Sunday, November 6, 2011

List of Japanese NLP tools

I haven't tried out all of these so I don't have comments for everything, but hopefully this list will come in useful for someone.

Morphological analyzers/tokenizers

  • Itadaki: a Japanese processing module for OpenOffice. I've done a tiny bit of work and issue documentation on a fork here, and someone forked that to work with a Japanese/German dictionary here.
  • GoSen: Uses sen as a base, and is part of Itadaki; a pure Java version of ChaSen. See my previous post on where to download it from.
  • MeCab: This page also contains a comparison of MeCab, ChaSen, JUMAN, and Kakasi.
  • ChaSen
  • Cabocha: Uses support vector machines for morphological and dependency structure analysis.
  • Gomoku
  • Igo
  • Kuromoji: Donated to Apache and used in Solr. Looks nice.

  • Corpora

  • Hypermedia Corpus
  • TüBa-J/S: Japanese treebank from universityu of Tübingen. Not as heavily annotated as I'd hoped. You have to send them an agreement to download it, but it's free.
  • GSK: Not free, but very cheap.
  • LDC: Expensive unless your institution is a member

  • Other lexical resources

  • Kakasi: Gives readings for kanji compounds.
  • WordNet: Stil under development by NiCT. The sense numbers are cross-indexed with those in the English WordNet, so it could be useful for translation. Also, there are no verb frames like there are in English.
  • LCS Database: From Okayama University
  • Framenet: Unfortunately you can only do online browsing.
  • Chakoshi: Online collocation search engine.
  • Itadaki GoSen and IPADIC 2.7

    Update3: I've forked the Itadaki project on GitHub to keep track of it better.
    Update2: I made an executable JAR for GoSen that runs the ReadingProcessorDemo. It requires Java 6; just unzip the contents of this zip file to your computer and click on the jar file.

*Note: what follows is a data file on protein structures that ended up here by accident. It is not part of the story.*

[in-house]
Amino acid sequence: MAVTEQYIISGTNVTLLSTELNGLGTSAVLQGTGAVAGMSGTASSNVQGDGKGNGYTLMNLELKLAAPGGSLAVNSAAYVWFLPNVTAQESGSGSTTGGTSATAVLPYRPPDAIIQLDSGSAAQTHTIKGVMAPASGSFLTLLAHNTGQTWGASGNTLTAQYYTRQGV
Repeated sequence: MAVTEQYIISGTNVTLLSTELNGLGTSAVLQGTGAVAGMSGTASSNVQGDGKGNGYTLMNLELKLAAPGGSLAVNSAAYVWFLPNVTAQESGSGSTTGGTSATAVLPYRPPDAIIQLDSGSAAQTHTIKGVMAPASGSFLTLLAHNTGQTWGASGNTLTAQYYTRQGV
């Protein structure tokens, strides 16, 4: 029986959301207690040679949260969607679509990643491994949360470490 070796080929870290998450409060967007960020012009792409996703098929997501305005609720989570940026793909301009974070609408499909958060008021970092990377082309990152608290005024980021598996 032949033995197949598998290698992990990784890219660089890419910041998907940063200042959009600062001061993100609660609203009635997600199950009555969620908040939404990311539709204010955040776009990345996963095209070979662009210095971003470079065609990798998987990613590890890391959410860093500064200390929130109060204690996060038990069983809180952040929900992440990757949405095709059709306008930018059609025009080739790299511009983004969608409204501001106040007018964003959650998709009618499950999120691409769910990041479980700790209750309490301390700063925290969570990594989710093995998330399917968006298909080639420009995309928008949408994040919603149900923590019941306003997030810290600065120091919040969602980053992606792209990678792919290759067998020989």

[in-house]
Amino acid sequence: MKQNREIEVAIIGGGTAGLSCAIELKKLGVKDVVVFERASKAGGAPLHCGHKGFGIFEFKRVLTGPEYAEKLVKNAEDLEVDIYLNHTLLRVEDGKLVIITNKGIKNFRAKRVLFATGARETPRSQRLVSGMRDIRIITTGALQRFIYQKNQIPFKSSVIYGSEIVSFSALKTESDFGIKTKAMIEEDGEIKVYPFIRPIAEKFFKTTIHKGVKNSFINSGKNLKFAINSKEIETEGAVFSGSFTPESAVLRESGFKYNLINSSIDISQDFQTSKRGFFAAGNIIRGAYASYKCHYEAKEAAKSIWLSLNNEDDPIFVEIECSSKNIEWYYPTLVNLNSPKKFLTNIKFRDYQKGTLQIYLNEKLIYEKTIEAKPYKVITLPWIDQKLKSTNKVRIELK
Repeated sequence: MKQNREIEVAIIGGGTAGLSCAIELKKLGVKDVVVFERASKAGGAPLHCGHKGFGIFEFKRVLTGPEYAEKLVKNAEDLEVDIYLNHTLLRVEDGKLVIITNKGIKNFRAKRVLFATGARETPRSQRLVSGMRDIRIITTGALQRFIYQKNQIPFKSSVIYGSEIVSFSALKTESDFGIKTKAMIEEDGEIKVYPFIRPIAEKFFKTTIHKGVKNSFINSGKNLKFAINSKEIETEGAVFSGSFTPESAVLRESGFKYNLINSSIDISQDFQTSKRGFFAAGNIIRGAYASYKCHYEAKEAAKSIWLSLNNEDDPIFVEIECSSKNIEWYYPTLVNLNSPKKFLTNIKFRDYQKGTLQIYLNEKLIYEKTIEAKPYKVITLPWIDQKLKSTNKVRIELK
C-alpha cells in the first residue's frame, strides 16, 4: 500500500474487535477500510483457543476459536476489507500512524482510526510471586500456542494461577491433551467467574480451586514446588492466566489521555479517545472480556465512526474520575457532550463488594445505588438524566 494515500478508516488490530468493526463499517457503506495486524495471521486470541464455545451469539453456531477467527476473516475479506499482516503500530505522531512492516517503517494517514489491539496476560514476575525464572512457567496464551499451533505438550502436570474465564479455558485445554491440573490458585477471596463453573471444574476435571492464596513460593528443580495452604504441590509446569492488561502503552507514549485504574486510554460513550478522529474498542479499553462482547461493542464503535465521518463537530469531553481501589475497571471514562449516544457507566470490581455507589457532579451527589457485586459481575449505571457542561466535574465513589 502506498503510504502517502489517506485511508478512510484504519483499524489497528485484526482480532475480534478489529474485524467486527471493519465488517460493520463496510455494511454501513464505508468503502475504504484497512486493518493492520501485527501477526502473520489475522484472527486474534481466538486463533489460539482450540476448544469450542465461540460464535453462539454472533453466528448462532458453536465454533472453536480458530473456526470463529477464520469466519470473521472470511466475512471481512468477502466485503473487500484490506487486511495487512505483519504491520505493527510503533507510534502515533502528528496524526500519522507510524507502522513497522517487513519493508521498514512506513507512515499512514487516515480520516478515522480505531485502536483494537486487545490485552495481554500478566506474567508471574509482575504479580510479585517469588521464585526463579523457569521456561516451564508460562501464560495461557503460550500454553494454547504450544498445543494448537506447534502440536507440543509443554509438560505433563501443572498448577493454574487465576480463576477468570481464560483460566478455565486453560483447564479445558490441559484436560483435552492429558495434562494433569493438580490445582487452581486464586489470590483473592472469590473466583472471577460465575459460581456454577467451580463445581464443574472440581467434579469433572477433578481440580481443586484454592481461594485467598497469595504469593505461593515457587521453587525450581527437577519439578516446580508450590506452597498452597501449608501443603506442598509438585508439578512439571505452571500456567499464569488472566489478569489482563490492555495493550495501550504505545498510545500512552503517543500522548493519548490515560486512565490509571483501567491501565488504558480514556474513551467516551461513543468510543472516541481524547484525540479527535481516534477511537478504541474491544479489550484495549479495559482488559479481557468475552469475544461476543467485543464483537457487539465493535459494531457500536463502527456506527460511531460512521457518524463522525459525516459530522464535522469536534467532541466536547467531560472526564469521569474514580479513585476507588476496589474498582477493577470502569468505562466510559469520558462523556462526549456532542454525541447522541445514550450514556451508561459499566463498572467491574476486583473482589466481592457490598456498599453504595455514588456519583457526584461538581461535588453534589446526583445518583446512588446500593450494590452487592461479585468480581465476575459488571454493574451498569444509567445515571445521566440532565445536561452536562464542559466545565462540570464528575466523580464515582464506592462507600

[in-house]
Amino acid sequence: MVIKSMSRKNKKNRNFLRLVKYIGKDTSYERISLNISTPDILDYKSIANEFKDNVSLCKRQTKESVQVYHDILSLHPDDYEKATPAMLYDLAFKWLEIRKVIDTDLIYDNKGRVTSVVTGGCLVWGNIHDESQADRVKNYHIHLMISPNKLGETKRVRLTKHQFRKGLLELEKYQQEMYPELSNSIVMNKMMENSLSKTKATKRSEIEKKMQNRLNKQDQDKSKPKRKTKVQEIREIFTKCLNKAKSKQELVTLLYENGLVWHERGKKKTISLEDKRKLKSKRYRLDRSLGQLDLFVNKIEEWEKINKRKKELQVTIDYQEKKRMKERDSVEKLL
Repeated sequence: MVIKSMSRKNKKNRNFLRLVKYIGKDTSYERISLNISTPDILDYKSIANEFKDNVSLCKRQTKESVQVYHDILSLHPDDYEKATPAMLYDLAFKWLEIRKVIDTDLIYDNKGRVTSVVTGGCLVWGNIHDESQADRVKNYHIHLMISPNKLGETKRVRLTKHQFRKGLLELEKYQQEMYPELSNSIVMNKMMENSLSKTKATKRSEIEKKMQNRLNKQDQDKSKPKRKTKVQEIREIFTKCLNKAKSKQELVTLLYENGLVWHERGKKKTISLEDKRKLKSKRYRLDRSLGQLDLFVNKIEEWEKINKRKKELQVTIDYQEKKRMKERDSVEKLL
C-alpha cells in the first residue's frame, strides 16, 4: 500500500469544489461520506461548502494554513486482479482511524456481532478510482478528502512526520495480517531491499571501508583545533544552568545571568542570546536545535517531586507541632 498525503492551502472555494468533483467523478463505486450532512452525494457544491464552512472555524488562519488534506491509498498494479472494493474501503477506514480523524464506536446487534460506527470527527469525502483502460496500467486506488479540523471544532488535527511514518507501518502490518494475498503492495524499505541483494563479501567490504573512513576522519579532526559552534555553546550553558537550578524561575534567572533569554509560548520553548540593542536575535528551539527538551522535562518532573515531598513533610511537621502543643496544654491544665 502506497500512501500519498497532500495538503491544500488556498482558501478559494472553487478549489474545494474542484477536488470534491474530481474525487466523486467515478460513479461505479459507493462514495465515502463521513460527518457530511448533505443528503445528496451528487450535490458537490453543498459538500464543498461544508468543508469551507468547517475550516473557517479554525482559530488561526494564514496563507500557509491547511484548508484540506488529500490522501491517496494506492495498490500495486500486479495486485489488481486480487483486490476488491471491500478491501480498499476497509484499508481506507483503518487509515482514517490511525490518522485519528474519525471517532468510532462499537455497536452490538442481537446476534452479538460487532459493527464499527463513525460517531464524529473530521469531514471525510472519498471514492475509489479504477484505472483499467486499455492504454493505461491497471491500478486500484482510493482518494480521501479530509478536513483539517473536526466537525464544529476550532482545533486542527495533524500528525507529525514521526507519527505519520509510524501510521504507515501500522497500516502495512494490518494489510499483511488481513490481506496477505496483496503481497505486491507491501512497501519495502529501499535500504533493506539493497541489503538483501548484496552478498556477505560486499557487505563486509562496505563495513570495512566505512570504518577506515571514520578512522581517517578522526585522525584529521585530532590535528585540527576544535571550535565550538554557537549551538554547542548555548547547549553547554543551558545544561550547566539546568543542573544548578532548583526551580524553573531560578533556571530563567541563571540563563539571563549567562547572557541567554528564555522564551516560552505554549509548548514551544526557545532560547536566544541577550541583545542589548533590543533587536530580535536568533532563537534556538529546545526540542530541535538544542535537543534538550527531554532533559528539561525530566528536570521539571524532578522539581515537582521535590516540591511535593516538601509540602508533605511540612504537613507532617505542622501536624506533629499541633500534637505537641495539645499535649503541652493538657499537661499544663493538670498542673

Update1: The IPADIC dictionary is no longer available from its original location. It has been replaced by the NAIST dictionary. I have edited the following post to reflect the needed changes.

    Itadaki is a software suite for processing Japanese in OpenOffice. GoSen, part of the Itadaki project, is a pure Java morphological analysis tool for Japanese, and I have found it extremely useful in my research. Unfortunately, the page for this project went down recently, making the tools harder to find. Itadaki is still available through Google code here, but I can't find a separate installment of GoSen. The old GoSen website can still be accessed through the way-back-machine here. The other problem is that GoSen hasn't been updated since 2007, and in it's current release cannot handle the latest release of IPADIC. I'll describe how to fix it in this post.
    Why does it matter that we can't use the latest version of IPADIC? Well, here's an example. I am using GoSen in my thesis work right now, and I put in a sentence which included a negative, past tense verb, such as 行かなかった. It analyzed it as な being used for negation, and かった being the past tense of the verb かう. That is indeed a problem! Using the newer IPADIC fixed it for me, though. To do that, download this modified version of GoSen. The explanation for the fix is here. Basically, a change in the new IPADIC versions to work better with MeCab adds a bunch of commas that break GoSen.

    Edit: Once you've downloaded and unzipped GoSen, run ant in the top directory to build an executable JAR file. Note that if you want javadoc, you'll have to change build.xml so that the javadoc command has 'encoding="utf-8"'. Next, you must download the IPADIC dictionary from its legacy repository, here. Unpack the contents into testdata/dictionary. Change testdata/dictionary/build.xml so that the value of "ipadic.version" is "2.7.0" (the version that you downloaded). Now run ant in this directory to build the dictionary. [If you had errors, you may have forgotten to run ant in the top level directory first.]

    Then, to run a demo and see what amazing things GoSen can do, copy the dictionary.xml file from the testdata/dictionary directory to the dictionary/dictionary directory, go back to the root directory of GoSen, and then run java -cp bin examples.ReadingProcessorDemo testData/dictionary/dictionary.xml. The GoSen site says to run using the testdata folder, but that means you'll have to download the dictionary twice, which is dumb. When you run the above command, you'll get this GUI:

    Notice that it tokenizes the sentence, gives readings, and allows you to choose among alternatives analyses. It also gives information on part of speech and inflection.
    To use GoSen in an Eclipse project, add gosen-1.0beta.jar to the project build path. You also need to have the dictionary directory somewhere, along with the dictionary.xml file. This code will get you started:

    import java.util.List;
    import edu.byu.xnlsoar.utils.Constants;
    public class GoSenInterface {
     public List tokenize(String sentence){